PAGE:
Closing the present volume, David Miall (University of Alberta) invites readers to embark on his dream of a literary machine. This innovation, which is unfortunately unavailable to date, aims at encompassing several features to help enhance one’s experience of literature reading. Miall’s proposal is clearly illustrated by means of Coleridge’s poetry, and its application to rearch and teaching are highlighted in the afterword.

All in all, the volume offers a survey of the potentials of inviting techonological innovation to the realm of literary research/education. This survey is inherently brief, as the area still lacks more solid production into the confluence of technology and literature. Ultimately, we hope the present book contributes to a change of attitude and a new way of using technology in education.


Bax, S. (2003). CALL: Past, present and future. System, 31, 13-28.

Davidson, C. N., & Goldberg, D. T. (2009). The future of learning institutions in a digital age (The John D. and Catherine T. MacArthur Foundation reports on digital media and learning). Cambridge, Massachusetts: The MIT Press. Retrieved February 12, 2010, from

Dewey, J. (1897). My pedagogic creed. School Journal, 54, 77-80. Retrieved February
12, 2010, from

Willie van Peer, University of Munich, Germany
Sonia Zyngier, Federal University of Rio de Janeiro, Brazil
Vander Viana, Queen’s University Belfast, UK

Author(s)/Editor(s) Biography

Willie van Peer holds a Ph.D. from Lancaster University, and is Professor of Literary Studies and Intercultural Hermeneutics at the University of Munich, former President of IGEL (International Association for the Empirical Study of Literature and Media) and of PALA (Poetics and Linguistics Association). He has been Visiting Scholar in the Departments of Comparative Literature at Stanford and at Princeton University, and in the Department of (Cognitive) Psychology at the University of Memphis. He is also a Fellow of Clare Hall of Cambridge University. He is the author of several books and many articles on poetics and the epistemological foundations of literary studies, including Stylistics and Psychology: Investigations of Foregrounding (London, 1986). He edited The Taming of the Text: Explorations in Language, Literature and Culture (Routledge, 1988), together with Seymour Chatman, New Perspectives on Narrative Perspective (SUNY Press, 2001), and together with Max Louwerse, Thematics. Interdisciplinary Studies (Benjamins, 2002).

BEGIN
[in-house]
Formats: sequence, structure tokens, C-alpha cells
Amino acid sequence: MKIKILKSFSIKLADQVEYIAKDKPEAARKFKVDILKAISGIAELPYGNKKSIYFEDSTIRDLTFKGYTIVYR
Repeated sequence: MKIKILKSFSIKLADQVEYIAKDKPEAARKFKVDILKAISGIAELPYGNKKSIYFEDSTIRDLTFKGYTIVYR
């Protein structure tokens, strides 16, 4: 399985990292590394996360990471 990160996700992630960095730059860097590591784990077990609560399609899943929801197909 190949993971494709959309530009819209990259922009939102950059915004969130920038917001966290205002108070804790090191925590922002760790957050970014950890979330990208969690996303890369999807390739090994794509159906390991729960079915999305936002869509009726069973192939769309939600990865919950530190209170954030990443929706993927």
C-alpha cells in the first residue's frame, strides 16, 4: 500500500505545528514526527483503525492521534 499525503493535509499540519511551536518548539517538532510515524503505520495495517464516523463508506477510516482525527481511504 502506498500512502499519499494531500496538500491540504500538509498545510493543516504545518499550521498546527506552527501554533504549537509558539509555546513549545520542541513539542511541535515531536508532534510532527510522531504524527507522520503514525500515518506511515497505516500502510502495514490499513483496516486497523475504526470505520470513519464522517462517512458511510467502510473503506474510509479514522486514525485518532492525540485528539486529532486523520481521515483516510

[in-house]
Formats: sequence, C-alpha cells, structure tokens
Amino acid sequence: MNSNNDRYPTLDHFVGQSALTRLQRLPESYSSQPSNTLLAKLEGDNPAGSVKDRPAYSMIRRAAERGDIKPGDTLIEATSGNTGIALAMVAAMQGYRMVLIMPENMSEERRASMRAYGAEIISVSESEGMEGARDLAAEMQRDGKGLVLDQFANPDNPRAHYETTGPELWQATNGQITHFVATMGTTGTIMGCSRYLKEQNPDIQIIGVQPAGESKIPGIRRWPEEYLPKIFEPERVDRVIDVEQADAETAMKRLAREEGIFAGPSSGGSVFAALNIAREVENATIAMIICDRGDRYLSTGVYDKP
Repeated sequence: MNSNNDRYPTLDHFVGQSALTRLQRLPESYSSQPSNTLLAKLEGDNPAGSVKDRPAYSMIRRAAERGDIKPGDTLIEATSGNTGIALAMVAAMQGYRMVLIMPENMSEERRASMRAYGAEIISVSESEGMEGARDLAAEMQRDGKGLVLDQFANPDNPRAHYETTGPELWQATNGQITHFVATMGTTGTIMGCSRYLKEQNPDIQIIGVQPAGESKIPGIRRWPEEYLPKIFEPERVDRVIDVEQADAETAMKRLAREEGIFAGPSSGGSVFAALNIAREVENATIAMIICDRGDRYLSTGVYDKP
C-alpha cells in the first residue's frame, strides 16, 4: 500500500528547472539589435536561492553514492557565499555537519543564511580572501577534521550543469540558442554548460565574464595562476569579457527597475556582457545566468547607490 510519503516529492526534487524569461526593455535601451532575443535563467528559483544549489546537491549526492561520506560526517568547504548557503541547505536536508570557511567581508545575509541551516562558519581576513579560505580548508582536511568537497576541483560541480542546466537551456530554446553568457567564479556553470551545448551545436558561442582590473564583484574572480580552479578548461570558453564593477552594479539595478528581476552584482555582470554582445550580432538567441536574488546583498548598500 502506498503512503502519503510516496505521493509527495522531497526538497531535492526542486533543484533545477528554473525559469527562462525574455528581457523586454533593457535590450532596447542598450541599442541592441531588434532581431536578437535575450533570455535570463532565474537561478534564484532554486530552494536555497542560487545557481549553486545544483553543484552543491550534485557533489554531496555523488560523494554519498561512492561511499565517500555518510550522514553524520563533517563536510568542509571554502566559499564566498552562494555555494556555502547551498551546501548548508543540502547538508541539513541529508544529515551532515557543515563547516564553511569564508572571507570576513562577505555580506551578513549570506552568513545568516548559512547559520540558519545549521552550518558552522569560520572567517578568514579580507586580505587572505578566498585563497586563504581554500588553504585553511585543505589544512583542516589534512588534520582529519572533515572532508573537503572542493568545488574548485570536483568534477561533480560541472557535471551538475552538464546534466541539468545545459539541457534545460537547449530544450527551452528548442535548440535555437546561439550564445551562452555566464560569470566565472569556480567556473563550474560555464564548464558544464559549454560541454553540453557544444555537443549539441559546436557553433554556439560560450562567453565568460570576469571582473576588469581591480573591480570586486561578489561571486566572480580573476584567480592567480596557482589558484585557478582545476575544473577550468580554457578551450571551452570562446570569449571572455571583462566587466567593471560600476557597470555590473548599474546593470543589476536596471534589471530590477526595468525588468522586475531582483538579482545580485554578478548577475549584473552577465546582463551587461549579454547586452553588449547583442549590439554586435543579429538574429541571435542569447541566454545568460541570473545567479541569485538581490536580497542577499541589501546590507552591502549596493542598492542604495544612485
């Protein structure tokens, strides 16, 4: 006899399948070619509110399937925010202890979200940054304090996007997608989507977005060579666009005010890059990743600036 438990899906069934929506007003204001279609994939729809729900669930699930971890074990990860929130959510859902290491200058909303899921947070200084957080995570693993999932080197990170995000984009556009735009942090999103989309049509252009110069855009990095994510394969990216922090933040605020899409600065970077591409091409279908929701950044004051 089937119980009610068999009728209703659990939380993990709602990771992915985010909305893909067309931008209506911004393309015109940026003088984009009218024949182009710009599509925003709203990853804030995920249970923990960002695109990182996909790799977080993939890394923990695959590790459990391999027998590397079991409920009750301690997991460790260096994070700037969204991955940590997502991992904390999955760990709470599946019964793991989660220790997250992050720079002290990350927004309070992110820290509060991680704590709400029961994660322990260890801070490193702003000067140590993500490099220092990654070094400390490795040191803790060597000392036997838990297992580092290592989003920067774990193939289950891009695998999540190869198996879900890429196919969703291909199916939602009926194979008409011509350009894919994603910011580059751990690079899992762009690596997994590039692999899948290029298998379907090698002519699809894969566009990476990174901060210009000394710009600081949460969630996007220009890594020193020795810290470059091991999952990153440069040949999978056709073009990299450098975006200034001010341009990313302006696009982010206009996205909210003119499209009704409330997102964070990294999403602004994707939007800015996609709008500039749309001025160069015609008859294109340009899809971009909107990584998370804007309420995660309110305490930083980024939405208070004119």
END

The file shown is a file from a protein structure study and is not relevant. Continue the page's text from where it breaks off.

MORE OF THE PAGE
Sonia Zyngier is Associate Professor of English Language and Literature at the Postgraduate Programme of Applied Linguistics at the Federal University of Rio de Janeiro, Brazil, where she was also Director of Cultural Affairs and Continuing Education for 5 years. She also acted as Secretary of PALA (Poetics and Linguistics Association) and is the current Secretary of IGEL (International Society for the Empirical Study of Literature and Media). She has an M.A. in English Literature from the University of Liverpool and a Ph.D. in Applied Linguistics from the University of Birmingham. Much of her work has been on stylistics and the teaching of literature to EFL students. Specific research interests include discourse analysis and pedagogical stylistics. She has published widely on literary awareness, stylistics, and corpus analysis of literary discourse. She has developed a program of research in the area of the Empirical Science of Literature and its implications for literary education. In 2006 she edited, together with Greg Watson, Literature and Stylistics for Language Learners, published by Palgrave, and published Muses and Measures: Empirical Research Methods for the Humanities in 2007 together with Willie van Peer and Jèmeljan Hakemulder.
Vander Viana is a PhD candidate at Queen’s University Belfast. He holds an MA in Language Studies from the Catholic University of Rio de Janeiro and a BA in English Language and Literature from the State University of Rio de Janeiro. He has been the student representative at the International Society for the Empirical Study of Literature (IGEL) since 2008. He is a member of the editorial board of seven international journals in Colombia, South Korea, and the United States. His main research interests and publications focus on Corpus Linguistics, English Language, Applied Linguistics, Distance Learning and Teacher Development. In addition to several published chapters, he has also been in charge of editing a number of books. Acting and Connecting: Cultural Approaches to Language and Literature, edited in collaboration with Sonia Zyngier and Anna Chesnokova is among his latest publications.